## Data Visualisation in R (Part-3)

## Introduction

In this report I will plot some more advanced charts using `ggplot2`

package. If you want to learn more about some basic plots you can refer to my earlier articles **Data Visualization in R (Part 1)** and **Data Visualization in R (Part 2)**

```
library(Hmisc)
library(dplyr)
library(ggplot2)
library(ggplot2movies)
library(RColorBrewer)
library(PerformanceAnalytics)
library(GGally)
```

## Boxplots and Variable Transformation in plots

Below I have randomly sampled 1000 observations from the ** movies** dataset available in the

**package. The variable**

`ggplot2movies`

**is coded as numerical variable in the dataset, so we need to convert it into a factor variable.**

`rating`

```
set.seed(123)
movies_small <- movies[sample(nrow(movies), 1000), ]
movies_small$rating <- factor(round(movies_small$rating))
```

```
d <- ggplot(movies_small, aes(x = rating, y = votes)) +
geom_point() +
geom_boxplot() +
stat_summary(fun.data = "mean_cl_normal",
geom = "crossbar",
width = 0.2,
col = "red")
d + scale_y_log10()
```

Sometimes, we need to convert continuous variables into categorical variables so that we can make boxplots from scatterplots and better understand the data

`data("diamonds")`

```
p <- ggplot(diamonds, aes(x = carat, y = price))
p + geom_boxplot(aes(group = cut_interval(carat, n = 10)))
```

`p + geom_boxplot(aes(group = cut_number(carat, n = 10)))`

`p + geom_boxplot(aes(group = cut_width(carat, width = 0.25)))`

In the above plots, the methods ** cut_interval()**,

**and**

`cut_number()`

**are used to convert a continuous variable into a categorical variable. For example, the method**

`cut_width()`

**makes 10 groups of vector**

`cut_interval(carat, n = 10)`

**of equal range. Similar is the case for other two methods.**

`carat`

## Boxplots with varying widths

Boxplots generally do not show the number of sample sizes per group, so we do not know how many data points in each group has gone into making the plot. We can deal with this problem by using variable width for the box.

```
ggplot(diamonds, aes(x = cut, y = price)) +
geom_boxplot(varwidth = TRUE, aes(col = color)) +
facet_grid(. ~ color) +
theme(axis.text.x = element_text(angle = 45, hjust = 1))
```

## Weighted density plots and violin plots

When we have categorical variables with several levels it’s important to observe the density of each level with respect to the whole dataset. So we need to weight the density plots so that they are relative to each other. Each density is given a weight w.r.t the proportion of data for each level in the whole dataset. For example, the following code will compute proportion of data points for each level of the categorical variable ** cut** in the

**dataset**

`diamonds`

```
diamonds2 <- diamonds %>%
group_by(cut) %>%
mutate(n = n() / nrow(diamonds)) -> diamonds
```

After we calculate the weights we can plot the weighted density plots as follows

```
ggplot(diamonds, aes(x = price, fill = cut)) +
geom_density(aes(weight = n), col = NA, alpha = 0.35)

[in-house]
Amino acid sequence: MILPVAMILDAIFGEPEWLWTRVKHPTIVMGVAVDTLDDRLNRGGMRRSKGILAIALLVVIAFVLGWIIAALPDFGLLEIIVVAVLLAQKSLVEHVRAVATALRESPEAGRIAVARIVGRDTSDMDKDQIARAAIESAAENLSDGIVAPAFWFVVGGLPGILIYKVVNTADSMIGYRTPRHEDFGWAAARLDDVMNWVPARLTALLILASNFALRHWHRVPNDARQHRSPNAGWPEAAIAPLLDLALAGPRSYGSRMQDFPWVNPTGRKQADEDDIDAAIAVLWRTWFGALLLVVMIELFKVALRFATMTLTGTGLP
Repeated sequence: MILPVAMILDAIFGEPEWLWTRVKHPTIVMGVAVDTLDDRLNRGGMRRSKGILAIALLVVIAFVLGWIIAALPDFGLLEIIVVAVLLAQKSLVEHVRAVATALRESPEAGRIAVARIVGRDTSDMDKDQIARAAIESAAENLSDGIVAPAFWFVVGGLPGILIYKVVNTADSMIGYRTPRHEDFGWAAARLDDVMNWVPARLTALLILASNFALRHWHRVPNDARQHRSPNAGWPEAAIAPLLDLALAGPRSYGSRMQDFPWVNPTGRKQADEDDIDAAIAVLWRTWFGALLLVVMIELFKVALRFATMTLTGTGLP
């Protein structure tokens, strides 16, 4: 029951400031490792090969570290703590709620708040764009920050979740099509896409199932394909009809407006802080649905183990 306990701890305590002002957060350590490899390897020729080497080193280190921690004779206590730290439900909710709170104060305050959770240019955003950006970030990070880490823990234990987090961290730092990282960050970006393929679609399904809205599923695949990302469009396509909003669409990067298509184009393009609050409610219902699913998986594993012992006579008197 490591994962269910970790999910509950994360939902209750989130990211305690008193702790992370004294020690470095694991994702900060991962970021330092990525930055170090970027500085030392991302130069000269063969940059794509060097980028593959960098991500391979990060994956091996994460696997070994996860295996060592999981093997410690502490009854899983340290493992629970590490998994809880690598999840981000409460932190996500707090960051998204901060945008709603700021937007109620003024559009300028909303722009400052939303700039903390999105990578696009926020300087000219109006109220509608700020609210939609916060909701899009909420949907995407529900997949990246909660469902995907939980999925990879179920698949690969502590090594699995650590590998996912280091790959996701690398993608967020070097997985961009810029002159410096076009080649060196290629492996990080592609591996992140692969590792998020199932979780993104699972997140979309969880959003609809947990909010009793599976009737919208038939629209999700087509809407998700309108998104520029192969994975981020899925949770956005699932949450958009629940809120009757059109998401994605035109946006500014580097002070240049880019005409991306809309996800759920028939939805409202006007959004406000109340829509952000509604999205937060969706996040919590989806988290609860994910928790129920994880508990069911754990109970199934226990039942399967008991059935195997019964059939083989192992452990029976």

```

Violin plots are another useful plots which show the data distribution as a proportion of data points of each level with respect to the whole dataset

```
ggplot(diamonds, aes(x = cut, y = price, fill = cut)) +
geom_violin(aes(weight = n), col = NA)
```

## 2D density plots

`data("faithful")`

```
plot <- ggplot(faithful, aes(x = waiting, y = eruptions)) +
scale_y_continuous(limits = c(1, 5.5), expand = c(0, 0)) +
scale_x_continuous(limits = c(40, 100), expand = c(0, 0)) +
coord_fixed(60 / 4.5)
plot + geom_density_2d()
```

`plot + stat_density_2d(aes(col = ..level..), h = c(5, 0.5))`

## Plotting Correlation matrices

The below plots gives the correlation matrices between the variables in a dataset. The function ** chart.Correlation()** from the package

**only works with continuous variables whereas the function**

`PerformanceAnalytics`

**from**

`ggpairs`

**package works well with both continuous and categorical variables.**

`GGally`

`chart.Correlation(iris[1:4])`

`ggpairs(mtcars[1:3])`

The above matrices are also known as ** SPLOM** which stands for

**catter**

`S`

**t**

`PLO`

**atrices.**

`M`

## Network Plots

```
library(geomnet)
data("madmen")
```

The dataset ** madmen** is a list of two dataframes

**and**

`edges`

**, so we need to merge these two datasets first before we could make some network plots out of it**

`vertices`

```
madmen_merged <- merge(madmen$edges, madmen$vertices,
by.x = "Name1", by.y = "label",
all = TRUE)
```

```
ggplot(data = madmen_merged, aes(from_id = Name1, to_id = Name2)) +
geom_net(aes(col = Gender),
size = 6,
linewidth = 1,
labelon = TRUE,
fontsize = 3,
labelcolour = "black",
directed = TRUE) +
scale_color_manual(values = c("#FF69B4", "#0099ff")) +
xlim(c(-0.05, 1.05)) +
theme(legend.key = element_blank())
```

## Heatmaps

The ** autoplot** function from the

**package is used to create heatmaps if distance matrix is provided. For example, the**

`ggfortify`

**contains distances between various European cities and it is saved as a**

`eurodist`

**class.**

`dist`

`library(ggfortify)`

```
autoplot(eurodist) +
coord_fixed() +
theme(axis.text.x = element_text(angle = 45, hjust = 1))
```

## Plotting K-Means Clusters

```
iris_clust <- kmeans(iris[-5], 3)
autoplot(iris_clust, data = iris, frame = TRUE, shape = 'Species')
```

## Cartographic Maps

```
library(ggmap)
mumbai_map <- get_map("Mumbai, India", zoom = 13)
```

`## Map from URL : http://maps.googleapis.com/maps/api/staticmap?center=Mumbai,+India&zoom=13&size=640x640&scale=2&maptype=terrain&language=en-EN&sensor=false`

`## Information from URL : http://maps.googleapis.com/maps/api/geocode/json?address=Mumbai,%20India&sensor=false`

`ggmap(mumbai_map)`